1) Frame it as worthwhile: If you need to do something, it is worthwhile. If you are paying bills, frame it as 'I am lucky to be able to pay this bill and need to'. If you frame it negatively you will end up doing things begrudgingly. I think doing anything begrudgingly is inefficient - you will not give it your full attention and you will not feel good about it when you have finished. If you connect with why you are doing something, it will be much more difficult to be blown off course.
2) Remove external distractions: If you are checking your messages all the time or finding yourself multi-tasking, you are likely diluting your focus. As we discussed last week, if you are switching between tasks, your attention does not fully transfer to the new task.
3) Remove internal distractions: Get to the point of engaging by quieting mental time travel.
4) Just start and do step 1: Attention increases with progress. Getting started will help you get those mental juices flowing.
Other than distraction and doing things begrudgingly, there are some physical and environmental considerations that deplete people's attention. Living through the pandemic, where age-old certainties were turned on their head, the US military call this sort of situation a VUCA world (. A world that is volatile, uncertain, complex and ambiguous). This diverts attention away from the task at hand, and make distractions (from the situation) much more appealing. However it is exactly at this time that attention is most important for decision-making. Attention should be trained on working out what we know, what we don't know and what we want to find out. Following that, focusing on which decisions need to be made now and which ones can wait.
Physically, we should expect our ability to pay attention to be best when we are physically and mentally refreshed. I have noticed over the years, that when colleagues return from holiday they seem to have 'fresh legs' to attack the big issues at hand. The opposite is true at the end of a week when people are physically and mentally spent.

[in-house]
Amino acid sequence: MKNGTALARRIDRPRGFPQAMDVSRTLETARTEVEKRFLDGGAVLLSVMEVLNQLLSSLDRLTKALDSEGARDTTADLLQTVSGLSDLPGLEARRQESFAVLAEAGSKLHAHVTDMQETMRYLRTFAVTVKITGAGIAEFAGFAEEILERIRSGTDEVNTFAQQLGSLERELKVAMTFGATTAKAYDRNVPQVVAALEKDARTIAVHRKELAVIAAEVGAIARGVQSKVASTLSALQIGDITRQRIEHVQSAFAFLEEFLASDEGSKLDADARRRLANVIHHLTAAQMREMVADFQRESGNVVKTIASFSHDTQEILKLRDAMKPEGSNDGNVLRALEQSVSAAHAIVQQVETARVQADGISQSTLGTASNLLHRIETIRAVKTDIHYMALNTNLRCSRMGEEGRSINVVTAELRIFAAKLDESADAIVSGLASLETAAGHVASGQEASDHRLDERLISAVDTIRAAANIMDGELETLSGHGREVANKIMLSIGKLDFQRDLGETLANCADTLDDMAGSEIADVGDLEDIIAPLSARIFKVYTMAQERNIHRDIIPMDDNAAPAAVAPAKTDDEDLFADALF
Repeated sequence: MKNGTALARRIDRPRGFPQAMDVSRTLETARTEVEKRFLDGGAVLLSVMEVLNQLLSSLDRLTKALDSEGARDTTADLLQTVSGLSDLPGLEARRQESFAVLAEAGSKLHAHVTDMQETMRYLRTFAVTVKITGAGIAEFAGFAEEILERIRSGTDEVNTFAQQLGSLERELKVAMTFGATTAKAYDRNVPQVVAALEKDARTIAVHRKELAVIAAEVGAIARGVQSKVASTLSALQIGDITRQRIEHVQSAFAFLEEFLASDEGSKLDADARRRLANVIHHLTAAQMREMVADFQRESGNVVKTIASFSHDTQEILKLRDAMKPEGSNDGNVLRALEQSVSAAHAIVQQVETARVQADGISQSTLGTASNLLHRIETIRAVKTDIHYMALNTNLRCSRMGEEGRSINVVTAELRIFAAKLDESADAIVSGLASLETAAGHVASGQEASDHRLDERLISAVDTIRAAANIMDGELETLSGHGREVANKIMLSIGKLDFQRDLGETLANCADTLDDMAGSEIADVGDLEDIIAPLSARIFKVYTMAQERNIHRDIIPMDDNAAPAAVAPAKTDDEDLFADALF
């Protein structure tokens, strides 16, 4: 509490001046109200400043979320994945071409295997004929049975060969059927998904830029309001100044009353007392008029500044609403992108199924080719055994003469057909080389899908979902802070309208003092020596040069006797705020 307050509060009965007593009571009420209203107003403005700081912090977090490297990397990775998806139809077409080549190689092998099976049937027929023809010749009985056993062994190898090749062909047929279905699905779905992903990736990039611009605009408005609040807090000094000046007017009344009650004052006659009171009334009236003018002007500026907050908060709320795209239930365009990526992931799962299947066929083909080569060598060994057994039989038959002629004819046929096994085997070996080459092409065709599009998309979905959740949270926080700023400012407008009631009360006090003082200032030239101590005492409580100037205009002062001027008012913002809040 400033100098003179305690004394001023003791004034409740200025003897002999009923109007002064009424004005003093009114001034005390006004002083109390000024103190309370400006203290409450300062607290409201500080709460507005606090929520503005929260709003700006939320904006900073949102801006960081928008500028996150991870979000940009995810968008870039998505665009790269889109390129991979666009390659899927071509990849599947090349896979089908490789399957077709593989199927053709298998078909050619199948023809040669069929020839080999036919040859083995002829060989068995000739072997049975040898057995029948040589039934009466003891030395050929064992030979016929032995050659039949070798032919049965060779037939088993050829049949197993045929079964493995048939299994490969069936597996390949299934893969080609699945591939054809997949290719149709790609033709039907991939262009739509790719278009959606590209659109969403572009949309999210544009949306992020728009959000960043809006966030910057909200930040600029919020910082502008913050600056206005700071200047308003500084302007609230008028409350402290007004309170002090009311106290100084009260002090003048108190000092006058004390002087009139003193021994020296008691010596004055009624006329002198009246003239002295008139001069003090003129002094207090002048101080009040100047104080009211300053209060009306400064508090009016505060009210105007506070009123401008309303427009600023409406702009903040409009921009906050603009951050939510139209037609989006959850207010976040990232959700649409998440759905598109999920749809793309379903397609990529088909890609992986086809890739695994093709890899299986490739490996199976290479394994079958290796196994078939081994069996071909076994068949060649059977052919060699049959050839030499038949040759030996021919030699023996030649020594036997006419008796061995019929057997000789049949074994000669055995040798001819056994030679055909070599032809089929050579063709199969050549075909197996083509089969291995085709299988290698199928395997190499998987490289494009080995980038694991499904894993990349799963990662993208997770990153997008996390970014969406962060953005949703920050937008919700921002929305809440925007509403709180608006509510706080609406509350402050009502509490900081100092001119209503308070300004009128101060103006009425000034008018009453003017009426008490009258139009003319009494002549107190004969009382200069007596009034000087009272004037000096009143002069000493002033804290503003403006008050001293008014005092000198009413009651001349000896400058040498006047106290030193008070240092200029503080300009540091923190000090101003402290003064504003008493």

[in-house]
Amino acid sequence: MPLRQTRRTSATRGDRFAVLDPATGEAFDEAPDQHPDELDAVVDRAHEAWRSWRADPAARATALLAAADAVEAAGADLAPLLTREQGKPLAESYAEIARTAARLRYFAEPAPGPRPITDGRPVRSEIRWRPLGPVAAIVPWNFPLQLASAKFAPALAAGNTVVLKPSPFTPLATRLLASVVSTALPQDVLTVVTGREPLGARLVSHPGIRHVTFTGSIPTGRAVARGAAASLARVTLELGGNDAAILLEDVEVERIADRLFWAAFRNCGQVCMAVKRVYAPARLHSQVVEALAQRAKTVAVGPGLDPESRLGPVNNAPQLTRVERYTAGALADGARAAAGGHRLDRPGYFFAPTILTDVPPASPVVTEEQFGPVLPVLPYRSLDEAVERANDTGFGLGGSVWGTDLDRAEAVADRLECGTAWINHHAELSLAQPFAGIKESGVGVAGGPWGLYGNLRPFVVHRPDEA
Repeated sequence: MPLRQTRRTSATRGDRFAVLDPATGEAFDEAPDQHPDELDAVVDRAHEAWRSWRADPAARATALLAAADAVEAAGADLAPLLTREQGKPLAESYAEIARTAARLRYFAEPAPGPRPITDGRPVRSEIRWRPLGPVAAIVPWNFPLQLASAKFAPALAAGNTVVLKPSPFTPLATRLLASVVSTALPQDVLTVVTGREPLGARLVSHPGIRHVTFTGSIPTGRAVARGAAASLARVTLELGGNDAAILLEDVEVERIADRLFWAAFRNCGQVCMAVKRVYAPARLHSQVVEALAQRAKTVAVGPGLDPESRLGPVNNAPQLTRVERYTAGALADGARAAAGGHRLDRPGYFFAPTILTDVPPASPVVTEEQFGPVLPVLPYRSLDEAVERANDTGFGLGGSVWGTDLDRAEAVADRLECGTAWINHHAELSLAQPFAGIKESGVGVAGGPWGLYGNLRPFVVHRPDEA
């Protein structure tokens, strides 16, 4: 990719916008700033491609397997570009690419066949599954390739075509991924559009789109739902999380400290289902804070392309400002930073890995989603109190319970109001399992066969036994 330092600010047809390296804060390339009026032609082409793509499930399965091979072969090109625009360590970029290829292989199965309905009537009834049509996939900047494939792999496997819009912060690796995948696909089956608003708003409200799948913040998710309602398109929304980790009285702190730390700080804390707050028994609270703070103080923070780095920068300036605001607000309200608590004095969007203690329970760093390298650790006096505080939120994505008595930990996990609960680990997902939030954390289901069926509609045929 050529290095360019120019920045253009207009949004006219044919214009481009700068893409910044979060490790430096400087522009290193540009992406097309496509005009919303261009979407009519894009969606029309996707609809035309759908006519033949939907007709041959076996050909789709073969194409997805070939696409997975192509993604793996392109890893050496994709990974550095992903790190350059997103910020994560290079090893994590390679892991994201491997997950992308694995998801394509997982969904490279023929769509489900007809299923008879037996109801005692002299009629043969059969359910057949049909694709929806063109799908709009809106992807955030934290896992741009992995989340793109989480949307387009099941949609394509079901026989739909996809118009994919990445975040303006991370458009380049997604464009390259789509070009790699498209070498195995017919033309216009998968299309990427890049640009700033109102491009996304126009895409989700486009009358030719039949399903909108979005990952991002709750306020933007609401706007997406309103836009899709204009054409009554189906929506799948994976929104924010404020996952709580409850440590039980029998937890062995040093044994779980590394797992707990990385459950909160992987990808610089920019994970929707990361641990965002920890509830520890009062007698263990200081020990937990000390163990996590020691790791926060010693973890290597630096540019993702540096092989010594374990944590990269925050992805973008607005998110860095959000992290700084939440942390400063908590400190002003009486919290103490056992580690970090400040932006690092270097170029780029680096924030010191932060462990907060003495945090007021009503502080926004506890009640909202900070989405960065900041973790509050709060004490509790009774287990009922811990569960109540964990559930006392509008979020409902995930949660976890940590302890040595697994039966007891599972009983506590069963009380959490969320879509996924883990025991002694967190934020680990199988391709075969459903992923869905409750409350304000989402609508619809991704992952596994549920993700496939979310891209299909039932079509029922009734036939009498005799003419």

The benefits of improving attention
We cannot be attentive all the time. There are limitations to our cognitive bandwidth. There are times however, we really need to be attentive: when speaking with loved ones, when making important decisions or doing something you enjoy.
How is this all relevant to decision-making? Here are three take-aways I want to leave you with before we pick it up next week:
1) Attention is when you concentrate your awareness and is the most precious commodity you have (imho). The more attention you devote to something or someone, the more likely you will feel positive about the experience.
2) Whilst external distractions are well documented, internal distractions like mental time travel are important to quiet too.
3) By framing things as worthwhile, removing distractions and getting started, you will have a better shot at keeping your attention on things. This will allow you to get more satisfaction out of your time.
Thank you for joining. The next blog in two week's time will cover the question 'what is a flow state?'.